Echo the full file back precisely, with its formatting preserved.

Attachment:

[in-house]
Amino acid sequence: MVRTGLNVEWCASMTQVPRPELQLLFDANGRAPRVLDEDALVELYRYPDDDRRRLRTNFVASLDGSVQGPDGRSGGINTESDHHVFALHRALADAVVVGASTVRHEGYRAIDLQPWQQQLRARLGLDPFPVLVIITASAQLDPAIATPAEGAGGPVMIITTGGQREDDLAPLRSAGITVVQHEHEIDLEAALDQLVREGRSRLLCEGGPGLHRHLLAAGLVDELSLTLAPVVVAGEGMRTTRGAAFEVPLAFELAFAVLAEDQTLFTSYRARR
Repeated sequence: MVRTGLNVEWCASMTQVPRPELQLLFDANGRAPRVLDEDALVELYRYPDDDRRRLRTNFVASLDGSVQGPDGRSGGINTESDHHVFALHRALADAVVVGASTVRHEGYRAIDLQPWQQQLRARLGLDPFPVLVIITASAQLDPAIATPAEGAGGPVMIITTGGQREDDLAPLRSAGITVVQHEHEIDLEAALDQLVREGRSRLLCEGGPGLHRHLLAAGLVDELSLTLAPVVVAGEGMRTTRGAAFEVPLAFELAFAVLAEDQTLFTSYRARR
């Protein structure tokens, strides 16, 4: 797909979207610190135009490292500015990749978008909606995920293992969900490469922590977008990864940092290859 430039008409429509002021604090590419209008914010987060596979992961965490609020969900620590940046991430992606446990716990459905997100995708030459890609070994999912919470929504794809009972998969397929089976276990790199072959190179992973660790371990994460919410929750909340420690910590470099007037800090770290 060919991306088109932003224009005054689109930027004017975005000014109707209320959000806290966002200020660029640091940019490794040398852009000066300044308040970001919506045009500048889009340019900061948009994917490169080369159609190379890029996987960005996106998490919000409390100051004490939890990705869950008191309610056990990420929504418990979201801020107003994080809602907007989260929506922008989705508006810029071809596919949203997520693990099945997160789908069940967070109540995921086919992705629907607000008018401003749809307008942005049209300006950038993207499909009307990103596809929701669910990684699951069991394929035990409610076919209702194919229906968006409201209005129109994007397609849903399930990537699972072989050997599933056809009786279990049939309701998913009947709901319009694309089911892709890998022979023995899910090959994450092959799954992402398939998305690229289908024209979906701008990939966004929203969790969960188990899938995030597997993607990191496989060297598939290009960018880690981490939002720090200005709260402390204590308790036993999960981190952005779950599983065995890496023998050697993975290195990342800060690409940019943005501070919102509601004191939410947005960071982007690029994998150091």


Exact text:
[in-house]
Amino acid sequence: MVRTGLNVEWCASMTQVPRPELQLLFDANGRAPRVLDEDALVELYRYPDDDRRRLRTNFVASLDGSVQGPDGRSGGINTESDHHVFALHRALADAVVVGASTVRHEGYRAIDLQPWQQQLRARLGLDPFPVLVIITASAQLDPAIATPAEGAGGPVMIITTGGQREDDLAPLRSAGITVVQHEHEIDLEAALDQLVREGRSRLLCEGGPGLHRHLLAAGLVDELSLTLAPVVVAGEGMRTTRGAAFEVPLAFELAFAVLAEDQTLFTSYRARR
Repeated sequence: MVRTGLNVEWCASMTQVPRPELQLLFDANGRAPRVLDEDALVELYRYPDDDRRRLRTNFVASLDGSVQGPDGRSGGINTESDHHVFALHRALADAVVVGASTVRHEGYRAIDLQPWQQQLRARLGLDPFPVLVIITASAQLDPAIATPAEGAGGPVMIITTGGQREDDLAPLRSAGITVVQHEHEIDLEAALDQLVREGRSRLLCEGGPGLHRHLLAAGLVDELSLTLAPVVVAGEGMRTTRGAAFEVPLAFELAFAVLAEDQTLFTSYRARR
């Protein structure tokens, strides 16, 4: 797909979207610190135009490292500015990749978008909606995920293992969900490469922590977008990864940092290859 430039008409429509002021604090590419209008914010987060596979992961965490609020969900620590940046991430992606446990716990459905997100995708030459890609070994999912919470929504794809009972998969397929089976276990790199072959190179992973660790371990994460919410929750909340420690910590470099007037800090770290 060919991306088109932003224009005054689109930027004017975005000014109707209320959000806290966002200020660029640091940019490794040398852009000066300044308040970001919506045009500048889009340019900061948009994917490169080369159609190379890029996987960005996106998490919000409390100051004490939890990705869950008191309610056990990420929504418990979201801020107003994080809602907007989260929506922008989705508006810029071809596919949203997520693990099945997160789908069940967070109540995921086919992705629907607000008018401003749809307008942005049209300006950038993207499909009307990103596809929701669910990684699951069991394929035990409610076919209702194919229906968006409201209005129109994007397609849903399930990537699972072989050997599933056809009786279990049939309701998913009947709901319009694309089911892709890998022979023995899910090959994450092959799954992402398939998305690229289908024209979906701008990939966004929203969790969960188990899938995030597997993607990191496989060297598939290009960018880690981490939002720090200005709260402390204590308790036993999960981190952005779950599983065995890496023998050697993975290195990342800060690409940019943005501070919102509601004191939410947005960071982007690029994998150091």